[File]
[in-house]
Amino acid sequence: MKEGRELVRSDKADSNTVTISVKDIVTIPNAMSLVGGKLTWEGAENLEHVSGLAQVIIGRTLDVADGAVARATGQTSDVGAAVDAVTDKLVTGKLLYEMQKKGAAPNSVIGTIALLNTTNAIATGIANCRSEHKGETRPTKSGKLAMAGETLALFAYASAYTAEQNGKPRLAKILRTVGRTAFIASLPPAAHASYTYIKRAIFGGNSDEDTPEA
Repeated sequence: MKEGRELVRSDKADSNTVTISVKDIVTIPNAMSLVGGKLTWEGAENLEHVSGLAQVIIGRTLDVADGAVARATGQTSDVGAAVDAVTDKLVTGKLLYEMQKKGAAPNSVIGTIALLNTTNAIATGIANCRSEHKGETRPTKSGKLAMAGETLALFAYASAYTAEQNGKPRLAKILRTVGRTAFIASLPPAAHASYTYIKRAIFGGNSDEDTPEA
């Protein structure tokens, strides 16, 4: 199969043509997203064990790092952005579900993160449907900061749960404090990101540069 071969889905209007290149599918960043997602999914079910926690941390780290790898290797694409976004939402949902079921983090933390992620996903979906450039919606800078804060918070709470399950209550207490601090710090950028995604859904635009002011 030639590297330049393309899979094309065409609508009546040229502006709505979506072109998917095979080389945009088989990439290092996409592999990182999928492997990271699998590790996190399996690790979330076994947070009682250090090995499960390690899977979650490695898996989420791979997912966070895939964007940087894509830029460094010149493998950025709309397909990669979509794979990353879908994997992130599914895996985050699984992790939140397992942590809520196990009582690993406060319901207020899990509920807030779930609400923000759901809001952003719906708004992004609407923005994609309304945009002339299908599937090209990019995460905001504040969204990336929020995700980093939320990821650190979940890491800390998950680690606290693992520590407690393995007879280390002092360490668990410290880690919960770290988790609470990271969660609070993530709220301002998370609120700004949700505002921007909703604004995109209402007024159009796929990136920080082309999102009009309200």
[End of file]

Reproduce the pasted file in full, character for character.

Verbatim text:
[in-house]
Amino acid sequence: MKEGRELVRSDKADSNTVTISVKDIVTIPNAMSLVGGKLTWEGAENLEHVSGLAQVIIGRTLDVADGAVARATGQTSDVGAAVDAVTDKLVTGKLLYEMQKKGAAPNSVIGTIALLNTTNAIATGIANCRSEHKGETRPTKSGKLAMAGETLALFAYASAYTAEQNGKPRLAKILRTVGRTAFIASLPPAAHASYTYIKRAIFGGNSDEDTPEA
Repeated sequence: MKEGRELVRSDKADSNTVTISVKDIVTIPNAMSLVGGKLTWEGAENLEHVSGLAQVIIGRTLDVADGAVARATGQTSDVGAAVDAVTDKLVTGKLLYEMQKKGAAPNSVIGTIALLNTTNAIATGIANCRSEHKGETRPTKSGKLAMAGETLALFAYASAYTAEQNGKPRLAKILRTVGRTAFIASLPPAAHASYTYIKRAIFGGNSDEDTPEA
């Protein structure tokens, strides 16, 4: 199969043509997203064990790092952005579900993160449907900061749960404090990101540069 071969889905209007290149599918960043997602999914079910926690941390780290790898290797694409976004939402949902079921983090933390992620996903979906450039919606800078804060918070709470399950209550207490601090710090950028995604859904635009002011 030639590297330049393309899979094309065409609508009546040229502006709505979506072109998917095979080389945009088989990439290092996409592999990182999928492997990271699998590790996190399996690790979330076994947070009682250090090995499960390690899977979650490695898996989420791979997912966070895939964007940087894509830029460094010149493998950025709309397909990669979509794979990353879908994997992130599914895996985050699984992790939140397992942590809520196990009582690993406060319901207020899990509920807030779930609400923000759901809001952003719906708004992004609407923005994609309304945009002339299908599937090209990019995460905001504040969204990336929020995700980093939320990821650190979940890491800390998950680690606290693992520590407690393995007879280390002092360490668990410290880690919960770290988790609470990271969660609070993530709220301002998370609120700004949700505002921007909703604004995109209402007024159009796929990136920080082309999102009009309200």